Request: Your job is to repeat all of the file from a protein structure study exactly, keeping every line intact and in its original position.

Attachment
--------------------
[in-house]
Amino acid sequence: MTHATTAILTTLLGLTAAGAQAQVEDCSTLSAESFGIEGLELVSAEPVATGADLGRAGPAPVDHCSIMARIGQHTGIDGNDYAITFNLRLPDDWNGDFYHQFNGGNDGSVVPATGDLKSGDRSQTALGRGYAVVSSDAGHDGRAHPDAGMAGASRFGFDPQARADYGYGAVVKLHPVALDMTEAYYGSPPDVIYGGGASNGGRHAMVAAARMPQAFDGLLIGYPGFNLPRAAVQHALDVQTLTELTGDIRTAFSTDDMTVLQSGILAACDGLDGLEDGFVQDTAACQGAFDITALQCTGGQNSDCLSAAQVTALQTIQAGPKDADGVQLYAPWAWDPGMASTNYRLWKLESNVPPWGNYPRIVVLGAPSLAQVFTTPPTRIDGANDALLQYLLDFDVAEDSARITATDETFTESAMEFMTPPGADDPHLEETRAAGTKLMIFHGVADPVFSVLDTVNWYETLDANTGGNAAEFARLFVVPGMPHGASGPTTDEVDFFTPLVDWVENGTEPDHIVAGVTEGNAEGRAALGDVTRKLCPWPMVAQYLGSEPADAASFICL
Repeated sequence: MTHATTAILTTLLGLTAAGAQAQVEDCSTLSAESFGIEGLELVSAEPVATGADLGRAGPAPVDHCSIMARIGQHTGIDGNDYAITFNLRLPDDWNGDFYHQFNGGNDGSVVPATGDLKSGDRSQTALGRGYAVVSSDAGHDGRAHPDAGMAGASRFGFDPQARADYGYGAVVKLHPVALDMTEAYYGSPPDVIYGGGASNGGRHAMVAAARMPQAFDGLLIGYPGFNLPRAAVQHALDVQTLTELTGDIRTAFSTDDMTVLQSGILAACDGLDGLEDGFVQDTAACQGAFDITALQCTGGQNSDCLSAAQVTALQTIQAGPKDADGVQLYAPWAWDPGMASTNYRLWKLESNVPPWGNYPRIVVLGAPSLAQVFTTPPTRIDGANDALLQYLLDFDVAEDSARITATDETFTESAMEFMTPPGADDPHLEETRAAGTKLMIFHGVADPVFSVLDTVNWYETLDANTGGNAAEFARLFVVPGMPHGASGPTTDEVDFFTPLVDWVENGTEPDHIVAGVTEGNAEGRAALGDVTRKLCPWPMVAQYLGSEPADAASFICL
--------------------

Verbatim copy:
[in-house]
Amino acid sequence: MTHATTAILTTLLGLTAAGAQAQVEDCSTLSAESFGIEGLELVSAEPVATGADLGRAGPAPVDHCSIMARIGQHTGIDGNDYAITFNLRLPDDWNGDFYHQFNGGNDGSVVPATGDLKSGDRSQTALGRGYAVVSSDAGHDGRAHPDAGMAGASRFGFDPQARADYGYGAVVKLHPVALDMTEAYYGSPPDVIYGGGASNGGRHAMVAAARMPQAFDGLLIGYPGFNLPRAAVQHALDVQTLTELTGDIRTAFSTDDMTVLQSGILAACDGLDGLEDGFVQDTAACQGAFDITALQCTGGQNSDCLSAAQVTALQTIQAGPKDADGVQLYAPWAWDPGMASTNYRLWKLESNVPPWGNYPRIVVLGAPSLAQVFTTPPTRIDGANDALLQYLLDFDVAEDSARITATDETFTESAMEFMTPPGADDPHLEETRAAGTKLMIFHGVADPVFSVLDTVNWYETLDANTGGNAAEFARLFVVPGMPHGASGPTTDEVDFFTPLVDWVENGTEPDHIVAGVTEGNAEGRAALGDVTRKLCPWPMVAQYLGSEPADAASFICL
Repeated sequence: MTHATTAILTTLLGLTAAGAQAQVEDCSTLSAESFGIEGLELVSAEPVATGADLGRAGPAPVDHCSIMARIGQHTGIDGNDYAITFNLRLPDDWNGDFYHQFNGGNDGSVVPATGDLKSGDRSQTALGRGYAVVSSDAGHDGRAHPDAGMAGASRFGFDPQARADYGYGAVVKLHPVALDMTEAYYGSPPDVIYGGGASNGGRHAMVAAARMPQAFDGLLIGYPGFNLPRAAVQHALDVQTLTELTGDIRTAFSTDDMTVLQSGILAACDGLDGLEDGFVQDTAACQGAFDITALQCTGGQNSDCLSAAQVTALQTIQAGPKDADGVQLYAPWAWDPGMASTNYRLWKLESNVPPWGNYPRIVVLGAPSLAQVFTTPPTRIDGANDALLQYLLDFDVAEDSARITATDETFTESAMEFMTPPGADDPHLEETRAAGTKLMIFHGVADPVFSVLDTVNWYETLDANTGGNAAEFARLFVVPGMPHGASGPTTDEVDFFTPLVDWVENGTEPDHIVAGVTEGNAEGRAALGDVTRKLCPWPMVAQYLGSEPADAASFICL